International Petroleum Investment Company's (Ipic) earnings fell sharply last year as the value of its investments were hit by market volatility.The energy investment fund, which is owned by the Abu Dhabi Government, reported a 96.6 per cent drop in net profits to US$44.7 million (Dh164.1m) last year, compared with $1.3 billion during the previous year.
Ipic is a long-term shareholder in its investments, which include Aabar Investments, Nova Chemicals and Spain's Compañía Española de Petróleos (Cepsa) and would realise higher gains over time, said Khadem Al Qubaisi, the company's managing director.
"Results for 2011 in comparison to 2010 were subject to both market and economic volatility, which continues today," said Mr Al Qubaisi.
"The impact of euro-dollar exchange rates on the value of Ipic's euro-denominated assets, in addition to changes of our mark-to-market listed investments, pared the strong performance of our core underlying operations."
Revenues at the company's subsidiaries swelled to $34.3bn, more than double the sales generated during the previous year.
Ipic is the second big government-owned investment firm to report reduced earnings.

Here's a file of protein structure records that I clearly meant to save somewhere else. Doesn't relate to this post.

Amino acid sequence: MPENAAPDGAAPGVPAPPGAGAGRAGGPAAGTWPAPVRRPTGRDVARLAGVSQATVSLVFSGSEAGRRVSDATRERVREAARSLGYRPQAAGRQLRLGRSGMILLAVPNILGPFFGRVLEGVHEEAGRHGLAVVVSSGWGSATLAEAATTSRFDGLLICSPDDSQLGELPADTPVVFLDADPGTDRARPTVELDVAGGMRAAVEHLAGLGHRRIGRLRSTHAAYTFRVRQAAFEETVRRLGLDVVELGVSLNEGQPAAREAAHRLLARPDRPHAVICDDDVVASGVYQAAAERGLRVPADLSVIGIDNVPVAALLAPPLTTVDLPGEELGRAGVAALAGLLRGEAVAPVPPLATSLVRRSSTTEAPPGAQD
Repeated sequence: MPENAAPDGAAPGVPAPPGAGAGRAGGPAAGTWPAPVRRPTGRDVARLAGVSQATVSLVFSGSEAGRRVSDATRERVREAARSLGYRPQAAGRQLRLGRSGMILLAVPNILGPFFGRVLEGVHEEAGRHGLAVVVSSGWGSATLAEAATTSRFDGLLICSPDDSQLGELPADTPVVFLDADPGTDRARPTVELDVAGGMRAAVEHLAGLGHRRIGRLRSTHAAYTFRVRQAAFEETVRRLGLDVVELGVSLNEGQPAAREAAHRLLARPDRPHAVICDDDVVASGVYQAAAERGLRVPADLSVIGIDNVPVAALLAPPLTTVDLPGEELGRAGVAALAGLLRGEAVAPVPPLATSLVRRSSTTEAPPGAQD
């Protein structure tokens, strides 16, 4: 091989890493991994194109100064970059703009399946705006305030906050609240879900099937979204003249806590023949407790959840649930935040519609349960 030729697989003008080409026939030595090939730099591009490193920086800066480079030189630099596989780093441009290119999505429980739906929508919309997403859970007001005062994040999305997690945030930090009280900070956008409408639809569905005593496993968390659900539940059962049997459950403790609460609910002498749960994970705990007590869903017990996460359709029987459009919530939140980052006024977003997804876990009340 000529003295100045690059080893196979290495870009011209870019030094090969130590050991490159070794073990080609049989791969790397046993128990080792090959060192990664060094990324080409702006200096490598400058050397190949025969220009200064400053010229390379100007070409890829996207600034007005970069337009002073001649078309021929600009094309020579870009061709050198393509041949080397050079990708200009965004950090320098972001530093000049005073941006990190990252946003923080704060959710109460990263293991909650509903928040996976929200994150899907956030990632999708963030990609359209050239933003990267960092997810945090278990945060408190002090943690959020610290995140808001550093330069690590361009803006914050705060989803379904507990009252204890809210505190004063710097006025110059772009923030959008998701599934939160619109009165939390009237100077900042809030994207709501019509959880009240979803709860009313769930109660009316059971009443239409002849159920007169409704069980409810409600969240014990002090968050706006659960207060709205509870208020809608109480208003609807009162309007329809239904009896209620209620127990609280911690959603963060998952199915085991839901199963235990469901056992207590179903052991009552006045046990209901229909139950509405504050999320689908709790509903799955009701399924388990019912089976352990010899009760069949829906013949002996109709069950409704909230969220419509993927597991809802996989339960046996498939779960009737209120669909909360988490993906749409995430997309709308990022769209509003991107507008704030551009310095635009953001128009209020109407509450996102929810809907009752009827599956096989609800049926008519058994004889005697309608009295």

Mubadala Development, a strategic investment company owned by the Abu Dhabi Government, said in April losses grew to Dh4.2bn last year, compared with Dh338m a year earlier, which it also attributed to market volatility.
During the year, Ipic paid €4bn to fully acquire Cepsa, increasing its stake from 47 per cent.
The company also sold a 70 per cent shareholding in Ferrostaal, the German engineering firm, which Ipic initially purchased from the lorry maker MAN in 2009.
That deal had valued the entire company at €700m (Dh3.22bn).
However, Ferrostaal soon became mired in bribery accusations that predated the acquisition. In November, Ipic agreed to settle all claims and sold the stake back to MAN for €350m.
Shares in OMV, the Austrian energy company in which Ipic owns a 24.9 per cent stake, fell by 25.2 per cent during the year as operations in Libya were disrupted by the country's revolution and civil war.
Ipic's returns from its associates could weaken further as a result of a slowdown in European economies, said Rachel Ziemba, an analyst of sovereign wealth funds and Gulf economies at Roubini Global Economics.
"We're going to see stagnation at best and recession at worst in the European countries in the near-term," she said. "That's going to hit those operating in those jurisdictions."
Ipic would face difficulty in determining whether current valuations were cheap enough to justify further investments, Ms Ziemba added.
By The National